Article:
This blog is a documentation of my experiences purchasing, cleaning, mildly refurbishing, and living in my Alaskan camper.
This past spring, I purchased a vintage Alaskan camper bolted to the bed of a 1991 Ford F250 Diesel truck. Both were in decent workable shape, but a little rough around the edges. As I recently graduated from college, this was my graduation present to myself and (hopefully) my entrance into tiny living.
Like many, the tiny house movement has caught my attention. However, I as a recent college graduate, I don’t have the funds necessary to build a tiny house. I also decided I wanted my tiny home to be mobile, and so began looking into truck campers, trailers, school bus conversions, and the like
Alaskan campers caught my eye because as a truck camper, they can be separated from the base vehicle if either needs repairs or replacement and they are also a “top up/top down” hard sided camper. The top raises via a hydraulic lift and then rests back down on the base while driving, thus reducing wind resistance and sway (a nice feature for someone who’s used to driving an old toyota corolla). While researching different types of campers, I found the cabover camper format appealing – something with a designated sleeping space but not too cramped at the same time. So, when the pickup and camper popped up on craigslist together, I decided it was the right time to invest in a rig.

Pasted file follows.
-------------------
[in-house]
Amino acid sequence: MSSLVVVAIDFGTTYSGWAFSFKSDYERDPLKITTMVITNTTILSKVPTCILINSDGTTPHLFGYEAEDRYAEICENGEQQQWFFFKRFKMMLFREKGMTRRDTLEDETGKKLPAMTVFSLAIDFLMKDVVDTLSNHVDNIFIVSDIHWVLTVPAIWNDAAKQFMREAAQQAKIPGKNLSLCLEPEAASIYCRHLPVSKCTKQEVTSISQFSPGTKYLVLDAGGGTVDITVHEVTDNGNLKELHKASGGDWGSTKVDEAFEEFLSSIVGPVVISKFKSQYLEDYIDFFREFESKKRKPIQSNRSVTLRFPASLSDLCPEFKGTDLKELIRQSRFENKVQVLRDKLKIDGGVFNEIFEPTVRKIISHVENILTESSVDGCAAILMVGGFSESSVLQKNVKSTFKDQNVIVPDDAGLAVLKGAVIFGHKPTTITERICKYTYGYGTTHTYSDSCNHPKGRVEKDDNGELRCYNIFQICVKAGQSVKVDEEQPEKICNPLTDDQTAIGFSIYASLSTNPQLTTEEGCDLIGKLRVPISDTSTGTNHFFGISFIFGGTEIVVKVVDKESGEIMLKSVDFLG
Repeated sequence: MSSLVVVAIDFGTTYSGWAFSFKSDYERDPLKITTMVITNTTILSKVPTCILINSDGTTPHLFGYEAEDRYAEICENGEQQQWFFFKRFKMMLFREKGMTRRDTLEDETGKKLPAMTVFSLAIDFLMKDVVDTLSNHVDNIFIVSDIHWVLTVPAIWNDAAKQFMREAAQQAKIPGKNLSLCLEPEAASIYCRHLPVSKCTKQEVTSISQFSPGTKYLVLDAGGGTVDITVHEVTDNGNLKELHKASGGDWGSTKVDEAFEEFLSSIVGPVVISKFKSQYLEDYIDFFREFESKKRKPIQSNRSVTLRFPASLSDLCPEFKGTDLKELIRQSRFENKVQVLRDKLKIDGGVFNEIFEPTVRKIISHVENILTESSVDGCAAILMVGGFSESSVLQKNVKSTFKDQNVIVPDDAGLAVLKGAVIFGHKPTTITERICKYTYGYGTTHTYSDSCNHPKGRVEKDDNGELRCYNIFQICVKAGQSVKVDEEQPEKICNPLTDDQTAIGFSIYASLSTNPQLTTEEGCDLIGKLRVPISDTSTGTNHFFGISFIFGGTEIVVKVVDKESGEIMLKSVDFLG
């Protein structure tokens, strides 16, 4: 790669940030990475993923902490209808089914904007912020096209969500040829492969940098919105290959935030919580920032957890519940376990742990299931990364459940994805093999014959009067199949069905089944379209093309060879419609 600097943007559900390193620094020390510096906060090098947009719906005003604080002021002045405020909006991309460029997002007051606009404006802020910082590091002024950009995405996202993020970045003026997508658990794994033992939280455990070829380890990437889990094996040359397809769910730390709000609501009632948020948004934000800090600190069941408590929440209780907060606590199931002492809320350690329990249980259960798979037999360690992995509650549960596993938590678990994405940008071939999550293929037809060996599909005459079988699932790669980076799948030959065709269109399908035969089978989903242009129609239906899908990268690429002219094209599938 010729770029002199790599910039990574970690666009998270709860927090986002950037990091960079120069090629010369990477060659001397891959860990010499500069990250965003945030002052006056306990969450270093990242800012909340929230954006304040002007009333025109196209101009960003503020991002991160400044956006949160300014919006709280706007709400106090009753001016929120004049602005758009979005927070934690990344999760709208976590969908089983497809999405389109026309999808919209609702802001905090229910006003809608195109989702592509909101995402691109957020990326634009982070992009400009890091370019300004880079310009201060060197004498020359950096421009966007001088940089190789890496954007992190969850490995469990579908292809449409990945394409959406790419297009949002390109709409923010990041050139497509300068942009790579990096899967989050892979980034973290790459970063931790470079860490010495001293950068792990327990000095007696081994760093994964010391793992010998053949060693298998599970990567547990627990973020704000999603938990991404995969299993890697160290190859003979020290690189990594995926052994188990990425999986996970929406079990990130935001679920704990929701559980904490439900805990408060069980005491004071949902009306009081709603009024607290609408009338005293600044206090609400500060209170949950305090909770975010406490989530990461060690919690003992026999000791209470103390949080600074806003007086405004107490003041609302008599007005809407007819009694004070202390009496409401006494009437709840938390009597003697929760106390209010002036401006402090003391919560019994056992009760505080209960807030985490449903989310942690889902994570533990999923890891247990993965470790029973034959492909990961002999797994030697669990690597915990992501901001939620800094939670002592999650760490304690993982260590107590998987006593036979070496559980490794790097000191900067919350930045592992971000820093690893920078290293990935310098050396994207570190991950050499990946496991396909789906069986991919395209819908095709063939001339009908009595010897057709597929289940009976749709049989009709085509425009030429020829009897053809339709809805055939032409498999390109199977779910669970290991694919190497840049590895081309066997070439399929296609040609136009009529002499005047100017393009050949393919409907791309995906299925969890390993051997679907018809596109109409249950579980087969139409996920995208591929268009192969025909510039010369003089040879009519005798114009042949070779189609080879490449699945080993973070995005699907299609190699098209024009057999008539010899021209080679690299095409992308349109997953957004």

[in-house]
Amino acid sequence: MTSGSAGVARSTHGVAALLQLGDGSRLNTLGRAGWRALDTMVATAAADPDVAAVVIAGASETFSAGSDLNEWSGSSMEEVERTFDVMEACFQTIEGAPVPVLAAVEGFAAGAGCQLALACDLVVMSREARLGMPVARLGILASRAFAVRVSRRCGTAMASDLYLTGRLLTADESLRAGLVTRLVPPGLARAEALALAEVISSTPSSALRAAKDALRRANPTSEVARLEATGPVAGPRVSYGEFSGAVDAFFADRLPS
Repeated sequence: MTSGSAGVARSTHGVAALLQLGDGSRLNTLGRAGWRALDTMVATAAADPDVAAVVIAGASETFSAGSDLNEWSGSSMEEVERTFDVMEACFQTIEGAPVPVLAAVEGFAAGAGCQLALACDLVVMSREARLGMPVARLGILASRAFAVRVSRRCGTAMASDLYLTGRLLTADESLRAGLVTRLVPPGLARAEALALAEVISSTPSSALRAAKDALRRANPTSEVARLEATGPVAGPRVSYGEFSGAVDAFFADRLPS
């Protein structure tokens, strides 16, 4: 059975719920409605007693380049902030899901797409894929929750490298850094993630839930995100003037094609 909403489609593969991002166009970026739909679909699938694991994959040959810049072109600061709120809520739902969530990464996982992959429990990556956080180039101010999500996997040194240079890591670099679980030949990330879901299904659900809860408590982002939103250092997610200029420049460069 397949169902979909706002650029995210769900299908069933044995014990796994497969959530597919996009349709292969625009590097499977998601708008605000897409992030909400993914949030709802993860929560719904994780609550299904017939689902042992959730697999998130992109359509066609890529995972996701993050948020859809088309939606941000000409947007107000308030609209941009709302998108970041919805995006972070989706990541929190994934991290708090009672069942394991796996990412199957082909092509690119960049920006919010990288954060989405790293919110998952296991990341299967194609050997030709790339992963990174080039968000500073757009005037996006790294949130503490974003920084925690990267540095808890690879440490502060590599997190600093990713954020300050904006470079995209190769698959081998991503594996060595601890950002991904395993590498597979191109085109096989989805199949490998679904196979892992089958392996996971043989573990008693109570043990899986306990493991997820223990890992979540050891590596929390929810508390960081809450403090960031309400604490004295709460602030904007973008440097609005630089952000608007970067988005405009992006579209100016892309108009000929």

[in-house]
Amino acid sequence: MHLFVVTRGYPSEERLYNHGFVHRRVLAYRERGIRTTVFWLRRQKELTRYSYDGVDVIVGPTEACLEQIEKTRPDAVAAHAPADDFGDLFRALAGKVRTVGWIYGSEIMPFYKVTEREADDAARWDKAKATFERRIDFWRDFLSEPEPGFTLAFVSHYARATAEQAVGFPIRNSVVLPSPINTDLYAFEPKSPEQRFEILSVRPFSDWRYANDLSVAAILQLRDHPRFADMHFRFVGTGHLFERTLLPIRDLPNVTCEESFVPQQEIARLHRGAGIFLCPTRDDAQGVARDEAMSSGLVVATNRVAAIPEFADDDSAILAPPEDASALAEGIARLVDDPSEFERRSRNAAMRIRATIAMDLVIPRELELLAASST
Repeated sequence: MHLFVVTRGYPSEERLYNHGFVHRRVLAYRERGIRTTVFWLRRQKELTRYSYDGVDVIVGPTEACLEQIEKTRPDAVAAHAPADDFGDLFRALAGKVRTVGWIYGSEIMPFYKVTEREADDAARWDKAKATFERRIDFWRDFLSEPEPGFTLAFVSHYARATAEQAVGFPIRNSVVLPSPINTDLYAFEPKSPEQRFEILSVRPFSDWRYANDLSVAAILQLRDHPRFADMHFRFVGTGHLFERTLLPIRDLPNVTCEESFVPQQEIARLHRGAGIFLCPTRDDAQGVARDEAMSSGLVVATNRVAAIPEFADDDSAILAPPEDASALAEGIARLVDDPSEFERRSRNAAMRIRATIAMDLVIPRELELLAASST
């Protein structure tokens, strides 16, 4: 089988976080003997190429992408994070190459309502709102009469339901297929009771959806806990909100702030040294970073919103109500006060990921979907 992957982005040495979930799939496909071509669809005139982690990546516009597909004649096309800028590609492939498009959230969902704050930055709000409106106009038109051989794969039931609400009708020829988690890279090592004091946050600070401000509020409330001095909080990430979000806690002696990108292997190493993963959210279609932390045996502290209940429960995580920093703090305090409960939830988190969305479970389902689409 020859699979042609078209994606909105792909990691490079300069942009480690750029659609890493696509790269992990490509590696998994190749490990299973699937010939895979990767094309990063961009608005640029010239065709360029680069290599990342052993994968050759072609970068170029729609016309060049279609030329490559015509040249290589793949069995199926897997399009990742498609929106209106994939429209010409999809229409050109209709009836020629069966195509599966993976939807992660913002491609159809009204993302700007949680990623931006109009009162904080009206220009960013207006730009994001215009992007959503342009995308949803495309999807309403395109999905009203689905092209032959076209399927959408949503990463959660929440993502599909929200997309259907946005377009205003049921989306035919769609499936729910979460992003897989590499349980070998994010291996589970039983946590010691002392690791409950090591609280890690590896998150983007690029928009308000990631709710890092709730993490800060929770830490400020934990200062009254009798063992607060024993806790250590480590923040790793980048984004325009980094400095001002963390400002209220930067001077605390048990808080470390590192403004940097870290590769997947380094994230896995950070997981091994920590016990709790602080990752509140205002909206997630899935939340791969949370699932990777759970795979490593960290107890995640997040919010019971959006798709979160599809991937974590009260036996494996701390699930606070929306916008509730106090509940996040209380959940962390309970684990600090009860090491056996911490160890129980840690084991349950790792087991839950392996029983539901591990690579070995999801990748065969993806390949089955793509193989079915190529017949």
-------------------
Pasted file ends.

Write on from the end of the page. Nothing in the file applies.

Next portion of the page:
I’m headed to the family’s this Sunday to complete work on the camper and truck and hopefully take it out on its “maiden voyage” this August. Fingers crossed.